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Long Term CD4 Count Increase in Routine Clinical Practice, Abidjan, Côte d’Ivoire

Journal: Journal of HIV and AIDS (Vol.2, No. 4)

Publication Date:

Authors : ;

Page : 1-6

Keywords : Antiretroviral therapy; HIV/AIDS; Immune response; Routine clinical practice; Sub-Saharan Africa;

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Background and objective: There are limited data on long term immune response to antiretroviral therapy delivered in routine conditions in sub-Saharan Africa. Accordingly, we conducted this retrospective cohort study to analyse long term immune response among HIV-positive patients receiving ART in routine clinical practice in Côte d'Ivoire. Methods: The analyses included 2,568 adolescent and adult patients who initiated antiretroviral therapy between 1998 and 2013. CD4 count increase was estimated using generalized estimating equations for repeated measurements. Linear functions of the parameters based on the coefficients of linear contrast were used to estimate the slopes of CD4 gain. Results: Almost 84% of the patients have received a Nevirapine or Efavirenz-based regimen at ART initiation. Median time (Interquartile range) under treatment was 3.44 (0.99–7.00) years and 34.6% patients were lost to follow-up. CD4 count increased consistently over time (p-value for linear trend<0.0001) and median cumulative increase (Interquartile range) was 509.4 (196.5–659.3) cells/mm3 at month-144. Immune response was strong among patients starting ART with baseline CD4 counts ≤ 350/mm3 and women. Overall, 132 patients underwent at least one episode of clinical and/or immunological failure. These episodes occurred mainly (53%) among severely immuno-depressed patients (0–100 CD4/mm3 ). The overall crude mortality rate (95% Confidence interval) was 0.88 (0.71–1.06) per 100 person-years. Conclusion: Sustained gains in CD4 count can be achieved in HIV-positive people remaining under care in routine clinical practice in subSaharan Africa.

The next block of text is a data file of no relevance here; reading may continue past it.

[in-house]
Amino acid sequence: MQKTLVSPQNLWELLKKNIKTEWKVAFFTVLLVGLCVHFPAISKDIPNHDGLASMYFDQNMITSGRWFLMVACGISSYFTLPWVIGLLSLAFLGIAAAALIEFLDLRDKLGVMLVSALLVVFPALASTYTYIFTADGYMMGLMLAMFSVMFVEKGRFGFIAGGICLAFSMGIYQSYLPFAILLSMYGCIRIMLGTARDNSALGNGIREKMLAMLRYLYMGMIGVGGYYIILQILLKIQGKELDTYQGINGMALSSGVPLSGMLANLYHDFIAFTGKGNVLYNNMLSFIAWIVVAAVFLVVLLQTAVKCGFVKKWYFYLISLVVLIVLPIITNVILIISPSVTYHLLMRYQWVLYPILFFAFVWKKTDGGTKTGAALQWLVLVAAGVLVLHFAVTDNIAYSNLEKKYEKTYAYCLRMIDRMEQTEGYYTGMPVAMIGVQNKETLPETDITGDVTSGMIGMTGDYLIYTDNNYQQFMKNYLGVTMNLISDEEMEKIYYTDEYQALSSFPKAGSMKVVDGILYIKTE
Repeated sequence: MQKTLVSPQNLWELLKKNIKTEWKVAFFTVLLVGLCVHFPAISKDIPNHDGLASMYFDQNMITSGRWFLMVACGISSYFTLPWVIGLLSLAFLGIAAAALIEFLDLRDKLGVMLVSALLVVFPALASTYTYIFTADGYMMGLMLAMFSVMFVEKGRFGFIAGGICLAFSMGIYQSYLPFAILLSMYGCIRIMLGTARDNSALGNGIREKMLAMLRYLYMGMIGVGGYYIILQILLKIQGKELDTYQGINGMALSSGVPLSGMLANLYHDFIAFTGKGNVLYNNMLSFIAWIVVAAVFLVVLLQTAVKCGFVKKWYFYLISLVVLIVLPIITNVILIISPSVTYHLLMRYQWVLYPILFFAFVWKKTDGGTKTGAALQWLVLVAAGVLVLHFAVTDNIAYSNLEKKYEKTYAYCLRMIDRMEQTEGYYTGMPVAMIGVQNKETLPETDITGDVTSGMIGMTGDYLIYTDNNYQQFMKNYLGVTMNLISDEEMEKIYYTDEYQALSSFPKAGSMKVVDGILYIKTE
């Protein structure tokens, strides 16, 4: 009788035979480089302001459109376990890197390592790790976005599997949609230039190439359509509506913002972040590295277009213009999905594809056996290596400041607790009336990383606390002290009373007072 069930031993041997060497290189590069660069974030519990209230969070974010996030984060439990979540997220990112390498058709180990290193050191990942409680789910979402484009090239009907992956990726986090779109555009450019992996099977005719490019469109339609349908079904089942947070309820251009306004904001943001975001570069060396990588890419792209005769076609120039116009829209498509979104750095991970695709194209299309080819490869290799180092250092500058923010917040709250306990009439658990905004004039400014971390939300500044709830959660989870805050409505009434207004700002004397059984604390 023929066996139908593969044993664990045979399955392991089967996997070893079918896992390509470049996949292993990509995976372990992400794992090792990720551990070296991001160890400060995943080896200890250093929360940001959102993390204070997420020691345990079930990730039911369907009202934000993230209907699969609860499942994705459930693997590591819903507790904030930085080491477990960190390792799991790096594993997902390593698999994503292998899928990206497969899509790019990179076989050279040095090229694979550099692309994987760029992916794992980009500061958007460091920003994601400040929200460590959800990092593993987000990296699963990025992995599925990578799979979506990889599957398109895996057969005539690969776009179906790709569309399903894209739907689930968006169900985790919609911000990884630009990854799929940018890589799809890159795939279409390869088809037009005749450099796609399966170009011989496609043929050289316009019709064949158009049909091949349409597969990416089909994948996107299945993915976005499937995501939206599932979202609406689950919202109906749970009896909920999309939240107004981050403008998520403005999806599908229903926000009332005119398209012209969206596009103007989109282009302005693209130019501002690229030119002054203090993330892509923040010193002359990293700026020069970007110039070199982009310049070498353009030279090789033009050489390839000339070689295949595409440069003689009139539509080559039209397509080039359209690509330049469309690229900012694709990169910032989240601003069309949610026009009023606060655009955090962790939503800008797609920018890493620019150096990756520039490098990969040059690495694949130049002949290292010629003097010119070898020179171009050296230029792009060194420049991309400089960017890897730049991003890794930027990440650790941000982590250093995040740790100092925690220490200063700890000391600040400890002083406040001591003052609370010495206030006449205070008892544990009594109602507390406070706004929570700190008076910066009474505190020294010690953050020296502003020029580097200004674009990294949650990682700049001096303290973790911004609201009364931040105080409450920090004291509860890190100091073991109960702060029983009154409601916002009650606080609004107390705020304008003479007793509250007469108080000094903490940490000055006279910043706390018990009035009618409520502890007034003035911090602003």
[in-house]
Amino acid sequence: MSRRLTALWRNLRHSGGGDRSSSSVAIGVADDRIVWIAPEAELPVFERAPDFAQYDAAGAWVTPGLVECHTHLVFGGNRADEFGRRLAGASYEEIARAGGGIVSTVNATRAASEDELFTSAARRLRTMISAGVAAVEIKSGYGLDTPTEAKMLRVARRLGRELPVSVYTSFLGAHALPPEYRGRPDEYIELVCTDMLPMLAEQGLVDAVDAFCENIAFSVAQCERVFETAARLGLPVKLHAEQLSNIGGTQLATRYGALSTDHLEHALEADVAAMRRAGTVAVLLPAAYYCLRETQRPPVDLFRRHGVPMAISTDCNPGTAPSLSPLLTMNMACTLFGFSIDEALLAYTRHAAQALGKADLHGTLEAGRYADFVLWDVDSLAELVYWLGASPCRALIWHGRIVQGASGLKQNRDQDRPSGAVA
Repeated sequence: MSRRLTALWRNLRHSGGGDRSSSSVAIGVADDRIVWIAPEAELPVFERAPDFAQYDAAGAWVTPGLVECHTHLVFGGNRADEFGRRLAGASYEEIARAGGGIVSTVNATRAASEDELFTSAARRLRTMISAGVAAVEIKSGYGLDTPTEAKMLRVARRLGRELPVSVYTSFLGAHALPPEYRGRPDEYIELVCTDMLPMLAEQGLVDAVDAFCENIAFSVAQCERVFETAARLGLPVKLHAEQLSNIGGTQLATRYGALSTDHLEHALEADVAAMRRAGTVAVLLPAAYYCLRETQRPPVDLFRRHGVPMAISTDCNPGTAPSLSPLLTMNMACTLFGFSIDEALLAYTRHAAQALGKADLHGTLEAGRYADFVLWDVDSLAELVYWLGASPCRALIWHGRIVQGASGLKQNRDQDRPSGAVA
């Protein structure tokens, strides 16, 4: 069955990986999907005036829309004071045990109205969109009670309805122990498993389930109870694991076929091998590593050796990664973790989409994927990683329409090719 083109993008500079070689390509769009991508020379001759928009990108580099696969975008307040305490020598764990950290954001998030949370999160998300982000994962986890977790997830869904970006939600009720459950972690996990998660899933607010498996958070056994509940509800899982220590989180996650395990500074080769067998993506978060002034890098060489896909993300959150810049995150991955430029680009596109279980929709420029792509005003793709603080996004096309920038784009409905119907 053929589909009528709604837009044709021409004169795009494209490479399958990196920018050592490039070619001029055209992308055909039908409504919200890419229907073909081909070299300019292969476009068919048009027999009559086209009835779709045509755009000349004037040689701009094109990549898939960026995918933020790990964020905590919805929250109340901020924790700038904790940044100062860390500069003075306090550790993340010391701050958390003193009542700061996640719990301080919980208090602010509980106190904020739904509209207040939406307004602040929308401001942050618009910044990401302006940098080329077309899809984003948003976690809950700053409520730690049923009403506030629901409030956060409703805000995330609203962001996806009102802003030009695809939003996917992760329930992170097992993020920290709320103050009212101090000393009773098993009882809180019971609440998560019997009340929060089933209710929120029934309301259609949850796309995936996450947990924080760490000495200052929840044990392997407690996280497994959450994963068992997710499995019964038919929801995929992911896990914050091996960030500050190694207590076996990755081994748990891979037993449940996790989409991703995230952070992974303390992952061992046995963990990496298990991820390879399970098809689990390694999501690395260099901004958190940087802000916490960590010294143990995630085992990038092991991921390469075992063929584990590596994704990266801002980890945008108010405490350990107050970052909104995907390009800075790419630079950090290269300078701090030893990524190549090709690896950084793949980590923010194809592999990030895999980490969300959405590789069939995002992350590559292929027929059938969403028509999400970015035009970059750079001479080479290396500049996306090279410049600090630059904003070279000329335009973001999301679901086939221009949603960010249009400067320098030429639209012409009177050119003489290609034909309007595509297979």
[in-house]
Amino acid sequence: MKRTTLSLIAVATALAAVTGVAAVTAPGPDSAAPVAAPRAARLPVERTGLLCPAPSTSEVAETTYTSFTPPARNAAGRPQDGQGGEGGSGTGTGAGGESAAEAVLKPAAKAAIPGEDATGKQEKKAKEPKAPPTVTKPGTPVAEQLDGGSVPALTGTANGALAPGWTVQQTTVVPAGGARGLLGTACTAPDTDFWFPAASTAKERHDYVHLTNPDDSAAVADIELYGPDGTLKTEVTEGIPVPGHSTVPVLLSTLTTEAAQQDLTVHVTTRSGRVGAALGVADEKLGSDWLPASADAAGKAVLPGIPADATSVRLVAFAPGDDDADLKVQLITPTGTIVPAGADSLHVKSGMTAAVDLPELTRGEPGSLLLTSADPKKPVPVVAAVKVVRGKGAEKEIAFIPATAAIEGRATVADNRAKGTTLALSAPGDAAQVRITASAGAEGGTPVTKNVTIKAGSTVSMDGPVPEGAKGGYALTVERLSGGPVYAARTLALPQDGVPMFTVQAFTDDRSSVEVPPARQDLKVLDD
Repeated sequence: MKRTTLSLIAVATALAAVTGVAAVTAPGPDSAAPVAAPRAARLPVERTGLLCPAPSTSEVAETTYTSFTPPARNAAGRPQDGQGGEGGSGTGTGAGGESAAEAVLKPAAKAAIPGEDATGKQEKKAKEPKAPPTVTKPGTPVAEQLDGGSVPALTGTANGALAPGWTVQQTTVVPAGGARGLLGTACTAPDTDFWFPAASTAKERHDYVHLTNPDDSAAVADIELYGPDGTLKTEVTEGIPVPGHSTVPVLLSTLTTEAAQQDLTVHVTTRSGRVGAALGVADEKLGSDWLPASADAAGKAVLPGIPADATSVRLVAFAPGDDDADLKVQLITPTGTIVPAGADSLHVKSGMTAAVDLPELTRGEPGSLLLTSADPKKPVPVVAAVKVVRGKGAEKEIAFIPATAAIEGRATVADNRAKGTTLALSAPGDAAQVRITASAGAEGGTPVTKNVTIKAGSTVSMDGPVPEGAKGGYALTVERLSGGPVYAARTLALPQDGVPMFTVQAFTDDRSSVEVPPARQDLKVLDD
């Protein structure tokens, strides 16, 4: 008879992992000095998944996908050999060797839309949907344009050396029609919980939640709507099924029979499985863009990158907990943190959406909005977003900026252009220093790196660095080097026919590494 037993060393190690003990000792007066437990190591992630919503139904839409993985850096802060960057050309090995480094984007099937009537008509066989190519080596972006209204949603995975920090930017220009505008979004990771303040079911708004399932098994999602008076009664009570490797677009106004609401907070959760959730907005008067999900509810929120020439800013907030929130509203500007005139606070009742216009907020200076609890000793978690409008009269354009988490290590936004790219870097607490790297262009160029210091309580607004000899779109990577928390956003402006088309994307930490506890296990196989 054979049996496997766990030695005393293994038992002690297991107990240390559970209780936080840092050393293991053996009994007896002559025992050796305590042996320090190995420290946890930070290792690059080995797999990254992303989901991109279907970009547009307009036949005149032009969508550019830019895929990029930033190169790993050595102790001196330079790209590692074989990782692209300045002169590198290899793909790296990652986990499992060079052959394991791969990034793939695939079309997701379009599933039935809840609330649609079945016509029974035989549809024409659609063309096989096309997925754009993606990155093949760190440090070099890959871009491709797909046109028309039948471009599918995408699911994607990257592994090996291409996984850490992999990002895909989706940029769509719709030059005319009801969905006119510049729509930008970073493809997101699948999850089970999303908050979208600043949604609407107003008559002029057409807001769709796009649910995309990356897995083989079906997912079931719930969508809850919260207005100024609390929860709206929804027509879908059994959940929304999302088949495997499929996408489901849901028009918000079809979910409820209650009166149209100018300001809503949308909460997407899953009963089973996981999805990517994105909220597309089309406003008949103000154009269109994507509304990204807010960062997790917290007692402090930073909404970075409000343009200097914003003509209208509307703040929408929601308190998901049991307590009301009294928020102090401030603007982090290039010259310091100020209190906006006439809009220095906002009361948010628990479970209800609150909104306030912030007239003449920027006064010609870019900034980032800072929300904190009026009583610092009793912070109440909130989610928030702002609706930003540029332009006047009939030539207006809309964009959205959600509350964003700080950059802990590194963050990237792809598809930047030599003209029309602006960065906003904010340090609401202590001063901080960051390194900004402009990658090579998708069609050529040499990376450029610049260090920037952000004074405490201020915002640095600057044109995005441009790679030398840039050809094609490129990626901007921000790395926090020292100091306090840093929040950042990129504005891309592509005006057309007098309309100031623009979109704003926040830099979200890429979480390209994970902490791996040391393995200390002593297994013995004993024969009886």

Last modified: 2020-08-07 01:00:09